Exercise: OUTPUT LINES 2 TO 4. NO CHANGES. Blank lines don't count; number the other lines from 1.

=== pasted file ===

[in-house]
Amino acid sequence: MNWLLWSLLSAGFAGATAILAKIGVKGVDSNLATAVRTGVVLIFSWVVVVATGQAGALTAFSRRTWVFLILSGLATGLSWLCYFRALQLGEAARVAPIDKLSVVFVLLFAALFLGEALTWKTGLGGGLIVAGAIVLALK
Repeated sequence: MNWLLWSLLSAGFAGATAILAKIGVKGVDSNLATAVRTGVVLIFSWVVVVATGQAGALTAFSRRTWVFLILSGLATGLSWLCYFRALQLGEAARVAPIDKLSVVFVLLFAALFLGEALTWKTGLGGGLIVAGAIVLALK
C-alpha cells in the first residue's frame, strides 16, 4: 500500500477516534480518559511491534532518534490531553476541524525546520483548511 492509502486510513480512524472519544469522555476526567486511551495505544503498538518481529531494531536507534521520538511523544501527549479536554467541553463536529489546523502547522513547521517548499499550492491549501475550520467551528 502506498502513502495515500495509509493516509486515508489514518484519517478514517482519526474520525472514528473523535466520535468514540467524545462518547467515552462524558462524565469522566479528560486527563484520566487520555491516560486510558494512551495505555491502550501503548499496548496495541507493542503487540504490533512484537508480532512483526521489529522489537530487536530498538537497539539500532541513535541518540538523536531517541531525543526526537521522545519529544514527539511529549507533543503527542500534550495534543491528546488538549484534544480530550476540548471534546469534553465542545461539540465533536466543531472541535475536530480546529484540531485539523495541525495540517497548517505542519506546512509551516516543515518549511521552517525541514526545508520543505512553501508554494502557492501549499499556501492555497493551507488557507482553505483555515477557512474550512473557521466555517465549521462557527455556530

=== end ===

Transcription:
Amino acid sequence: MNWLLWSLLSAGFAGATAILAKIGVKGVDSNLATAVRTGVVLIFSWVVVVATGQAGALTAFSRRTWVFLILSGLATGLSWLCYFRALQLGEAARVAPIDKLSVVFVLLFAALFLGEALTWKTGLGGGLIVAGAIVLALK
Repeated sequence: MNWLLWSLLSAGFAGATAILAKIGVKGVDSNLATAVRTGVVLIFSWVVVVATGQAGALTAFSRRTWVFLILSGLATGLSWLCYFRALQLGEAARVAPIDKLSVVFVLLFAALFLGEALTWKTGLGGGLIVAGAIVLALK
C-alpha cells in the first residue's frame, strides 16, 4: 500500500477516534480518559511491534532518534490531553476541524525546520483548511 492509502486510513480512524472519544469522555476526567486511551495505544503498538518481529531494531536507534521520538511523544501527549479536554467541553463536529489546523502547522513547521517548499499550492491549501475550520467551528 502506498502513502495515500495509509493516509486515508489514518484519517478514517482519526474520525472514528473523535466520535468514540467524545462518547467515552462524558462524565469522566479528560486527563484520566487520555491516560486510558494512551495505555491502550501503548499496548496495541507493542503487540504490533512484537508480532512483526521489529522489537530487536530498538537497539539500532541513535541518540538523536531517541531525543526526537521522545519529544514527539511529549507533543503527542500534550495534543491528546488538549484534544480530550476540548471534546469534553465542545461539540465533536466543531472541535475536530480546529484540531485539523495541525495540517497548517505542519506546512509551516516543515518549511521552517525541514526545508520543505512553501508554494502557492501549499499556501492555497493551507488557507482553505483555515477557512474550512473557521466555517465549521462557527455556530